When Things Go Wrong Emergency action plans

31 Jan 2019 | François Burman

When Things Go Wrong

Emergency action plans

History teaches us that accidents are always possible; thus, we should have plans in place to mitigate them. Clients as well as staff, bystanders, dive professionals and the dive business itself are subject to risk.

Emergency action plans (EAPs) are essential tools for dive professionals and dive businesses. These plans typically provide information needed in case a dive accident occurs, although this consideration is usually limited to traditional diving activities or expected problems. Comprehensive EAPs must address a variety of risk areas, and few people understand what goes into identifying, compiling, reviewing and qualifying a truly effective EAP.

This article will cover the essentials of planning an effective and practical emergency procedure to help mitigate dive-industry-related incidents. First we’ll consider where emergencies are likely to occur.

The risks vary by dive center, dive professional and area of operation, so we need a careful analysis to identify the real issues. Here is at least a partial list of possible risks to help identify areas of concern.

  • At the dive center: fires; explosions of high-pressure cylinders, gas tanks or containers of hazardous fluids; contact with chemicals or other hazardous materials; injuries from electrocution; social unrest or other involvement with aggressive people.
  • At the pool and training areas: exposure to hazardous substances (such as chlorine); medical emergencies (including from preexisting health problems); injuries (from slipping, diving, falling or lifting heavy objects); drowning.
  • While diving: traumatic injuries from propellers, ladders, slipping, diving or heavy objects, for example; encounters with hazardous marine life; lost divers; drowning; medical emergencies due to health conditions; entry and exit hazards associated with rocky shores or difficult-to-access caves or pools.
  • During transportation (on land or on the water): fire; inclement weather; capsizing; loss or incapacitation of people; launch accidents; road accidents; hijacking of a vessel or vehicle.

Beyond the most readily identifiable risks are others that, though unlikely, warrant consideration and preparedness. These may be present in any of the areas listed previously or elsewhere:

  • a lost, abducted or wounded guest
  • unacceptable or aggressive behavior by a guest, staff member or visitor
  • sudden ill health or a medical emergency
  • criminal activity or arrest, death or homicide involving a guest or staff member.

An important location-specific aspect of emergency planning that should be addressed for all areas considered in an EAP is the availability and reliability of local emergency medical and law-enforcement services.

By illustrating these hazards and their potential locations, we hope to inspire dive businesses and self-employed dive professionals to think through their EAPs in greater depth.

There will always be risks, but with better knowledge, understanding and preparedness we can reduce uncertainty and better contain the consequences of the hazards we will eventually face.

 


Free transport

Our daily excursions start with the pickup and transport from your hotel or from a pickup point. Our service covers all areas of the Prefecture of Rethymnon.

Photo service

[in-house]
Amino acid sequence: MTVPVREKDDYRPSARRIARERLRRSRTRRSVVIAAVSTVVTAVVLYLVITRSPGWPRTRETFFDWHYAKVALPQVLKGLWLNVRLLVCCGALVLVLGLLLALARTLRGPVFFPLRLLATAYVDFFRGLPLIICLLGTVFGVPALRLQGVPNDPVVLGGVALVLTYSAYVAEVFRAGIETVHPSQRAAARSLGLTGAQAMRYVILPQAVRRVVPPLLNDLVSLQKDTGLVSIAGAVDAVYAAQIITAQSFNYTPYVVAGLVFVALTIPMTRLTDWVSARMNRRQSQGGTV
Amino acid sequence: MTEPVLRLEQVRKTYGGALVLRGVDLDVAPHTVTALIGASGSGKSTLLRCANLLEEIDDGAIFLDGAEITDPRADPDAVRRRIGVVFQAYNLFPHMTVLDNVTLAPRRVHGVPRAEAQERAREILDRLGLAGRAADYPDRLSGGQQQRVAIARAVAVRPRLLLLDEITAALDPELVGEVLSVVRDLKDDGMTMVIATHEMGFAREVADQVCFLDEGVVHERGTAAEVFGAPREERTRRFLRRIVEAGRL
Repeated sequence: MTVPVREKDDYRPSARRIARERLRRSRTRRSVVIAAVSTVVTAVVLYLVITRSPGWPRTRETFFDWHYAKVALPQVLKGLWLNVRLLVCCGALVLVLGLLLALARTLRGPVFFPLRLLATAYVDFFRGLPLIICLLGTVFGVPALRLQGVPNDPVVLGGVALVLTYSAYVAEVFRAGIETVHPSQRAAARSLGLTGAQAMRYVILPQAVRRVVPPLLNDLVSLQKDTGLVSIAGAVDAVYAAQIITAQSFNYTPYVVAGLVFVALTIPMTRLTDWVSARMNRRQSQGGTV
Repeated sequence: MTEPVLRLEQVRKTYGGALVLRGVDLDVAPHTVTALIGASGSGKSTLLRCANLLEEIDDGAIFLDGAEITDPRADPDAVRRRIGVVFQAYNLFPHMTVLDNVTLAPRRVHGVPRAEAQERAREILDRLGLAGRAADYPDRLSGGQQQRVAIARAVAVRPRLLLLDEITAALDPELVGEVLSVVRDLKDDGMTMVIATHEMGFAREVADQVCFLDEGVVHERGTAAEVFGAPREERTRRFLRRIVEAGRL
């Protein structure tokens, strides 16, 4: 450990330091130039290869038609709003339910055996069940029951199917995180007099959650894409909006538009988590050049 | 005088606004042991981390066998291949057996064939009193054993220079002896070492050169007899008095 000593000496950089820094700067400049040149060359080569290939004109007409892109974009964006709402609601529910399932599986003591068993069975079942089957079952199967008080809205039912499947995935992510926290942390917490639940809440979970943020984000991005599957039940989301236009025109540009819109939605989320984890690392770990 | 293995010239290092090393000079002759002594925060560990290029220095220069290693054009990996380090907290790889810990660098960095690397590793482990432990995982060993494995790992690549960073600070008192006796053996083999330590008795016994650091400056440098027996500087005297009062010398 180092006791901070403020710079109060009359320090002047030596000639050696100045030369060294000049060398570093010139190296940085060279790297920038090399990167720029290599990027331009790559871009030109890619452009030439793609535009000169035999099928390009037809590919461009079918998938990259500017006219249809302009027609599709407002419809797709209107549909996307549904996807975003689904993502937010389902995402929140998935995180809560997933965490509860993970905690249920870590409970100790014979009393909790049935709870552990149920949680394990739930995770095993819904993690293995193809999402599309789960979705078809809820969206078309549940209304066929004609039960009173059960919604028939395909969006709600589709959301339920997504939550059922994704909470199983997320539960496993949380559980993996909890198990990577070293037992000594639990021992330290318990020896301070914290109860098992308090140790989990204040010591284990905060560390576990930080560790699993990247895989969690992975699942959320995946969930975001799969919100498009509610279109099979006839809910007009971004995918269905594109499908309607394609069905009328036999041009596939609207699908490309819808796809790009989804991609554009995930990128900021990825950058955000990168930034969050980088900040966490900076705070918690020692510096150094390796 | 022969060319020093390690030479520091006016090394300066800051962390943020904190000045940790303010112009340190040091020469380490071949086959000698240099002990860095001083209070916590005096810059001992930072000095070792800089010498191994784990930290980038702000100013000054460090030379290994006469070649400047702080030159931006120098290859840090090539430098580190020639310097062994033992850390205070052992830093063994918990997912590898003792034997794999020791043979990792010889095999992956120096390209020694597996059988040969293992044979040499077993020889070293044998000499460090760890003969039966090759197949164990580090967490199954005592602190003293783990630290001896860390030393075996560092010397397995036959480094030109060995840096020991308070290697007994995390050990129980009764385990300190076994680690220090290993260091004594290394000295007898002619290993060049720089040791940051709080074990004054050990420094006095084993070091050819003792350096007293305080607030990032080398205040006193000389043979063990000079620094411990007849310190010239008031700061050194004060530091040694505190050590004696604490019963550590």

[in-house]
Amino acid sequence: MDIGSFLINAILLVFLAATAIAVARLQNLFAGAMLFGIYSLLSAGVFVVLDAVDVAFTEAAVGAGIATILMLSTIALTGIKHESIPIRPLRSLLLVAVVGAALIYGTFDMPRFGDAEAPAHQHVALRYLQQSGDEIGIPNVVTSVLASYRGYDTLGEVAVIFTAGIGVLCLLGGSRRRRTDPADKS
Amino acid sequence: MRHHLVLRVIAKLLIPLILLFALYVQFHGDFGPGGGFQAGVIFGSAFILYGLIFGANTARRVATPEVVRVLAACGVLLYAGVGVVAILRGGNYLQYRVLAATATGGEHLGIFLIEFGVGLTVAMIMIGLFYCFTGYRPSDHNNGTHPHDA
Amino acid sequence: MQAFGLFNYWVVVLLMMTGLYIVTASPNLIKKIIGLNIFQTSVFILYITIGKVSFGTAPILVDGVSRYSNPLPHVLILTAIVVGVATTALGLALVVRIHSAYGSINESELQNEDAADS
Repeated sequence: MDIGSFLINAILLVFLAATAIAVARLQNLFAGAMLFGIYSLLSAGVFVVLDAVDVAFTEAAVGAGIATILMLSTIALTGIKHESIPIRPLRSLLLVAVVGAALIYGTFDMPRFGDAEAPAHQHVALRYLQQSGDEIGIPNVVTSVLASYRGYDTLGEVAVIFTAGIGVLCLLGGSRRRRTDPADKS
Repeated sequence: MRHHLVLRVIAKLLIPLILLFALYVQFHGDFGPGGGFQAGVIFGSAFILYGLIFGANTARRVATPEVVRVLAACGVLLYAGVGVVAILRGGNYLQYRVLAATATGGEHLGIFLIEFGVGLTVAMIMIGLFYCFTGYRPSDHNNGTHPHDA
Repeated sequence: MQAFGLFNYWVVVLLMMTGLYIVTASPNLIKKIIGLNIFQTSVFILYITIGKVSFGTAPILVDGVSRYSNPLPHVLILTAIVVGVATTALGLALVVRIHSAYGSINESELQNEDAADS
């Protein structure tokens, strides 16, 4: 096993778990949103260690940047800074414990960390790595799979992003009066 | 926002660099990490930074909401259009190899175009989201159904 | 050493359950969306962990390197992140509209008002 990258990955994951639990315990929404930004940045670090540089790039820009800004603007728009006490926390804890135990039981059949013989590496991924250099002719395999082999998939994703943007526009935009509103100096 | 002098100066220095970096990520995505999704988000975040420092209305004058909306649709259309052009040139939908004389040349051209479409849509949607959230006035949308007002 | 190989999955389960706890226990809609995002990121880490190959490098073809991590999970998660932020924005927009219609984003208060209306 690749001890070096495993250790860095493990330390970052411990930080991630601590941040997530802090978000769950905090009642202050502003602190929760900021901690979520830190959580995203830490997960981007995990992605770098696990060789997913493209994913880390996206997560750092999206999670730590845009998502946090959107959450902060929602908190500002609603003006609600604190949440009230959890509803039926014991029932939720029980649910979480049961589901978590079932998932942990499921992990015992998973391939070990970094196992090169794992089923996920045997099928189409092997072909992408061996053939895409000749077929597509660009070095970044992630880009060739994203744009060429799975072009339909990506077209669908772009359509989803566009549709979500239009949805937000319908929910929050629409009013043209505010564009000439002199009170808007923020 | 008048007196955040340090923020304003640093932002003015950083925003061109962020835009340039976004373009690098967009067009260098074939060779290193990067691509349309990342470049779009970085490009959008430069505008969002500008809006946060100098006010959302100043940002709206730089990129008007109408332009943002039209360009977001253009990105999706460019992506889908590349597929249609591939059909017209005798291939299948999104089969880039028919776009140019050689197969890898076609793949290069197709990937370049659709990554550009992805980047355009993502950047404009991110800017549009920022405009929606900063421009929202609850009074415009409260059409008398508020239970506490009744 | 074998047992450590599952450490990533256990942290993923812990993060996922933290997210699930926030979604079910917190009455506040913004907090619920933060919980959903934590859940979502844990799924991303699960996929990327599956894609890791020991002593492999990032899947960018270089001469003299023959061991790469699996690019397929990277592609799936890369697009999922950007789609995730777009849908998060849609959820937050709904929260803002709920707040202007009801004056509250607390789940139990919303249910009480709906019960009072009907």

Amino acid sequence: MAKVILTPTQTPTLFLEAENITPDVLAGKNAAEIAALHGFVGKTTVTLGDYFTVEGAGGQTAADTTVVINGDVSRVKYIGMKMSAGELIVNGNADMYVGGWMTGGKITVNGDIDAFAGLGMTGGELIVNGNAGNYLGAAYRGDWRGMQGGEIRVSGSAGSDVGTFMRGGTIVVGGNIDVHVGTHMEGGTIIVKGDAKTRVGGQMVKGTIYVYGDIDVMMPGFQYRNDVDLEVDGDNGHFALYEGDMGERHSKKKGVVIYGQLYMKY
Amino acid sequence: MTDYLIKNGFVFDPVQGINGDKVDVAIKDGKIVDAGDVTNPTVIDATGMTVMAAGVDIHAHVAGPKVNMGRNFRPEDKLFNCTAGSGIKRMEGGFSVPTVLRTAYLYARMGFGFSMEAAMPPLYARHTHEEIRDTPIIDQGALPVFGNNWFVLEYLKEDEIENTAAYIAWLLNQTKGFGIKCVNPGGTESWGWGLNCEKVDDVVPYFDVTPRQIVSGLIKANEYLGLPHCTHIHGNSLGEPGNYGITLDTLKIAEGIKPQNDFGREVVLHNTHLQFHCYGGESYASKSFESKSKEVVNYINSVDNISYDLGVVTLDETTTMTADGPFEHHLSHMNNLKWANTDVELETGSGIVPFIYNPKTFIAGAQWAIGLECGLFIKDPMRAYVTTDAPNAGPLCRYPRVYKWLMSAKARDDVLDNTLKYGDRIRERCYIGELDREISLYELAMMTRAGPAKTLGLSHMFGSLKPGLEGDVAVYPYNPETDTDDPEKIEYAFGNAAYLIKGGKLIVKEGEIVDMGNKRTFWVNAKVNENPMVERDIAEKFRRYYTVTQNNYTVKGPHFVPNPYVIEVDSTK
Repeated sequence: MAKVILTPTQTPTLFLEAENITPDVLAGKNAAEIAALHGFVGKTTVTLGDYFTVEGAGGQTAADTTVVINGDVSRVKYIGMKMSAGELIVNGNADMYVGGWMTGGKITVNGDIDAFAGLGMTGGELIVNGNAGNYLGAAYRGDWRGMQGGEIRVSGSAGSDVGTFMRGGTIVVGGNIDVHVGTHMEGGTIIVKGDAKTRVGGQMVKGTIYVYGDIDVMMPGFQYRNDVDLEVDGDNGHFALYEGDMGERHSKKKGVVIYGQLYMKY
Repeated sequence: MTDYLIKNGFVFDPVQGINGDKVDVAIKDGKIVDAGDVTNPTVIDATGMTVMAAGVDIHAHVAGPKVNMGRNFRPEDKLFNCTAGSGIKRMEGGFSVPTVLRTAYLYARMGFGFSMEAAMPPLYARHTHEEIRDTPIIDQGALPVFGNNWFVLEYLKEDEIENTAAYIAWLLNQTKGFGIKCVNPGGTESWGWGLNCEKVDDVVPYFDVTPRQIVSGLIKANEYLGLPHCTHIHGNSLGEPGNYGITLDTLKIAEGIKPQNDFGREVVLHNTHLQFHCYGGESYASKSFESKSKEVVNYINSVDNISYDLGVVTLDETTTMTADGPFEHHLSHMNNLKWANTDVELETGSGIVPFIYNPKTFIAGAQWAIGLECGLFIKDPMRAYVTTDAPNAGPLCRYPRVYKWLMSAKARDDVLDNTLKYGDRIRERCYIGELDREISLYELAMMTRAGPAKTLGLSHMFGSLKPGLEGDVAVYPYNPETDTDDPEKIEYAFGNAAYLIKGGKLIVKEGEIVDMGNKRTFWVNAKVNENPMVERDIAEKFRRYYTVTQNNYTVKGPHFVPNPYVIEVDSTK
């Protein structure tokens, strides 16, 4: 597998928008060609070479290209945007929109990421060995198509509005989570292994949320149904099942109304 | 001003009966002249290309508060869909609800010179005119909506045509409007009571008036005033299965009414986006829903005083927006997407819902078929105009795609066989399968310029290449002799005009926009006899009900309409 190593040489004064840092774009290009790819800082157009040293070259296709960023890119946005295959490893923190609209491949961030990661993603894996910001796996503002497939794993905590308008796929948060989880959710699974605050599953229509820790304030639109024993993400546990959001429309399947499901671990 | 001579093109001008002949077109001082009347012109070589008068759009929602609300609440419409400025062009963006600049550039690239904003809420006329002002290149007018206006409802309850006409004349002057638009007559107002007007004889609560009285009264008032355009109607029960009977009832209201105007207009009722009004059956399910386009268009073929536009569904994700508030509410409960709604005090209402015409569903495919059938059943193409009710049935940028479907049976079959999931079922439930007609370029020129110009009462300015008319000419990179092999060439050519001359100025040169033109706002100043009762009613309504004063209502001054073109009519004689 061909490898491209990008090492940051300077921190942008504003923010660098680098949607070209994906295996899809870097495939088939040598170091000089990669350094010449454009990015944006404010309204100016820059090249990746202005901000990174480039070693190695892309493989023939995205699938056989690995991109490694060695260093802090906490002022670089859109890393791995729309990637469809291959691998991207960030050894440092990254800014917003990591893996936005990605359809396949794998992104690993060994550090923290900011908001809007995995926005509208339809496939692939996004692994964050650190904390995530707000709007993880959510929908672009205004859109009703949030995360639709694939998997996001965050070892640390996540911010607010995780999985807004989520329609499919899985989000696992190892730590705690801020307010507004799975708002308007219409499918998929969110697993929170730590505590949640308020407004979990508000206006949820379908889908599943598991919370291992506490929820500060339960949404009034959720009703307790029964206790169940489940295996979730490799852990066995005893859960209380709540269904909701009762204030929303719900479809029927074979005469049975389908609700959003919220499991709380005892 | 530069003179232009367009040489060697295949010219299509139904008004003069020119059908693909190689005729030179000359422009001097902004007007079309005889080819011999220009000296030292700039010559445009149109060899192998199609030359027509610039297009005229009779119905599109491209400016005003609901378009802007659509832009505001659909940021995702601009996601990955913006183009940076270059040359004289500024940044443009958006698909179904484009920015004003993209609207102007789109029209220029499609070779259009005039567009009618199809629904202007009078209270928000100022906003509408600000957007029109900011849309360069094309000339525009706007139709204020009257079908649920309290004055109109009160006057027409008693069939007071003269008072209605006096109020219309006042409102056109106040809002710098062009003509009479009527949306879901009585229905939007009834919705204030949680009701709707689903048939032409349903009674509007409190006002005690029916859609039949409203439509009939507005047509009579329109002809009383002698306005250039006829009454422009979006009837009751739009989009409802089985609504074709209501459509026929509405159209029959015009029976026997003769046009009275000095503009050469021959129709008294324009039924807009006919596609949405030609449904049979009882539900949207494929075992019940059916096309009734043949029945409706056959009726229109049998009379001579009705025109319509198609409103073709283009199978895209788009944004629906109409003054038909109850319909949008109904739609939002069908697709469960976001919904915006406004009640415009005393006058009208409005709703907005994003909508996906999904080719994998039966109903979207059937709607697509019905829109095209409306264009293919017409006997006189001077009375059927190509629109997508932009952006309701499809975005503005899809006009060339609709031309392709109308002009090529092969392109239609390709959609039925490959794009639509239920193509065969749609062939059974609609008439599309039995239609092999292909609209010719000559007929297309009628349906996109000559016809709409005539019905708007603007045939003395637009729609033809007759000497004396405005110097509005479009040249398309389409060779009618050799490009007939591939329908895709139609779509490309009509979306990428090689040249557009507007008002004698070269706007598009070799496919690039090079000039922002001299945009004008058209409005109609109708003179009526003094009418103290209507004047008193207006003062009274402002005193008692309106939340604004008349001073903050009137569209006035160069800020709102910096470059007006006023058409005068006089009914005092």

We offer professional photos of our divers, guests and underwater life for more than 10 years. You can take these lasting memories with you on a USB stick. 

Memory certificate

At the end of the day, just before leave and during our final meeting you will receive a memory certificate from your "journey" with Kalypso Dive Center.

Multilingual staff

Carefully selected, multilingual professional staff - we speak more than 10 languages - will make sure you have safe and enjoyable dives.

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How to turn a DSD into a unique dive experience?

How many certified divers took their first scuba diving steps through a PADI Discover Scuba Diver? Anybody wonders why this first experience changed their lives?

Most divers I talked to explained their DSD was a great experience. Thanks to the dive centre and dive instructor, passing their passion for diving, a new diver was born. The correct environment, information sharing, atmosphere and good preparation turned the Discover Scuba Diver in a unique and once-in-a-lifetime experience for most of them.

Both my wife and I started in the same way years ago. Thanks to the great time we became so passionate about diving that we completely changed our lifestyle. From the discovery, we went through recreational diving to become so passionate about diving, to decide to swap our traditional jobs for a life in the diving industry. Even after we took this big step, we still remember our DSD years ago.

How to turn each Discover Scuba Diver (DSD) into an “I-love-scuba-diving” experience:

  • Organise each DSD as if it was a first date: Understand the DSD candidate does not know what to expect!
  • Be prepared: Follow a fixed DSD circuit and routine, but leave room for a personal touch.
  • Adapt to your customer: Accept people are unique, give them room to absorb scuba diving at their own pace.
  • Be passionate: share your passion for scuba diving with your guests before, during and after the dive.
  • Take your time: Remember the experience does not stop getting out of a wetsuit.
  • Help them remember: a picture says more than a thousand words, help them organise some pictures or a video as a permanent souvenir.

I fully agree there are a thousand more points to be added, but these six definitely help making a DSD something unique!

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